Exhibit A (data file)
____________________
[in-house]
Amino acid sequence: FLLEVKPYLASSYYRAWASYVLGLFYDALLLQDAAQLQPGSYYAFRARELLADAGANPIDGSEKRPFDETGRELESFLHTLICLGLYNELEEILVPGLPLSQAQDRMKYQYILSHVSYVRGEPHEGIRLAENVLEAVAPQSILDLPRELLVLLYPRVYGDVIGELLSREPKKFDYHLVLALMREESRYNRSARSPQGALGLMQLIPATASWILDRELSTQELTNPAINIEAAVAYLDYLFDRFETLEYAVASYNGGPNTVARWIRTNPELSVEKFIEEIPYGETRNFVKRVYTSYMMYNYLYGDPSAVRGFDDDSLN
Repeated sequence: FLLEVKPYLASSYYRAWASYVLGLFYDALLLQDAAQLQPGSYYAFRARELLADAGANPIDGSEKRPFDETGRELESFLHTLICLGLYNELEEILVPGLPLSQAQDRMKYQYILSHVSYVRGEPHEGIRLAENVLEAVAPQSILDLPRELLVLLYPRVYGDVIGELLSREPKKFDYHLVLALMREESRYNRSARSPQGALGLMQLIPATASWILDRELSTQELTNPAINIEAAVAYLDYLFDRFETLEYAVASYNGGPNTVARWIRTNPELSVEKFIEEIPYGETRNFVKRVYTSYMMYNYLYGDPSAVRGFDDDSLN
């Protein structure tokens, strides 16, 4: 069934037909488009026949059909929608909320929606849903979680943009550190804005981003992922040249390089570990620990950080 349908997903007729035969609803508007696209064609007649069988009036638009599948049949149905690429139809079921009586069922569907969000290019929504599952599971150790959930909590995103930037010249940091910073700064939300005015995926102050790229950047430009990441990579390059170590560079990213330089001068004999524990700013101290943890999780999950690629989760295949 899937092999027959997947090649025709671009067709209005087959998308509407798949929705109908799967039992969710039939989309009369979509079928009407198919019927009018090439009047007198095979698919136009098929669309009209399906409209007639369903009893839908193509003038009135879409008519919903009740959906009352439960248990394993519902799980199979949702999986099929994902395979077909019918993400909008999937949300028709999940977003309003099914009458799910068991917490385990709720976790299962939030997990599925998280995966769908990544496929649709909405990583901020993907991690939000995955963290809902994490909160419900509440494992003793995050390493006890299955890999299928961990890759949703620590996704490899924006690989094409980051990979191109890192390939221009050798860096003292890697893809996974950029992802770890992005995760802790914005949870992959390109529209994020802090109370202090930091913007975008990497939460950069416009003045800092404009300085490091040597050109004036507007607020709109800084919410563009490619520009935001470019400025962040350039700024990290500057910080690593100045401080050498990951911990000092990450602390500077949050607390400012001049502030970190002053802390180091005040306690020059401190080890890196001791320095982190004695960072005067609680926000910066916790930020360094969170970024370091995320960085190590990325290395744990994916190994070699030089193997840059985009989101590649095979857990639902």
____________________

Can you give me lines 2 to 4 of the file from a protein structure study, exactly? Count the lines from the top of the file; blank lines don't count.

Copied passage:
Amino acid sequence: FLLEVKPYLASSYYRAWASYVLGLFYDALLLQDAAQLQPGSYYAFRARELLADAGANPIDGSEKRPFDETGRELESFLHTLICLGLYNELEEILVPGLPLSQAQDRMKYQYILSHVSYVRGEPHEGIRLAENVLEAVAPQSILDLPRELLVLLYPRVYGDVIGELLSREPKKFDYHLVLALMREESRYNRSARSPQGALGLMQLIPATASWILDRELSTQELTNPAINIEAAVAYLDYLFDRFETLEYAVASYNGGPNTVARWIRTNPELSVEKFIEEIPYGETRNFVKRVYTSYMMYNYLYGDPSAVRGFDDDSLN
Repeated sequence: FLLEVKPYLASSYYRAWASYVLGLFYDALLLQDAAQLQPGSYYAFRARELLADAGANPIDGSEKRPFDETGRELESFLHTLICLGLYNELEEILVPGLPLSQAQDRMKYQYILSHVSYVRGEPHEGIRLAENVLEAVAPQSILDLPRELLVLLYPRVYGDVIGELLSREPKKFDYHLVLALMREESRYNRSARSPQGALGLMQLIPATASWILDRELSTQELTNPAINIEAAVAYLDYLFDRFETLEYAVASYNGGPNTVARWIRTNPELSVEKFIEEIPYGETRNFVKRVYTSYMMYNYLYGDPSAVRGFDDDSLN
């Protein structure tokens, strides 16, 4: 069934037909488009026949059909929608909320929606849903979680943009550190804005981003992922040249390089570990620990950080 349908997903007729035969609803508007696209064609007649069988009036638009599948049949149905690429139809079921009586069922569907969000290019929504599952599971150790959930909590995103930037010249940091910073700064939300005015995926102050790229950047430009990441990579390059170590560079990213330089001068004999524990700013101290943890999780999950690629989760295949 899937092999027959997947090649025709671009067709209005087959998308509407798949929705109908799967039992969710039939989309009369979509079928009407198919019927009018090439009047007198095979698919136009098929669309009209399906409209007639369903009893839908193509003038009135879409008519919903009740959906009352439960248990394993519902799980199979949702999986099929994902395979077909019918993400909008999937949300028709999940977003309003099914009458799910068991917490385990709720976790299962939030997990599925998280995966769908990544496929649709909405990583901020993907991690939000995955963290809902994490909160419900509440494992003793995050390493006890299955890999299928961990890759949703620590996704490899924006690989094409980051990979191109890192390939221009050798860096003292890697893809996974950029992802770890992005995760802790914005949870992959390109529209994020802090109370202090930091913007975008990497939460950069416009003045800092404009300085490091040597050109004036507007607020709109800084919410563009490619520009935001470019400025962040350039700024990290500057910080690593100045401080050498990951911990000092990450602390500077949050607390400012001049502030970190002053802390180091005040306690020059401190080890890196001791320095982190004695960072005067609680926000910066916790930020360094969170970024370091995320960085190590990325290395744990994916190994070699030089193997840059985009989101590649095979857990639902």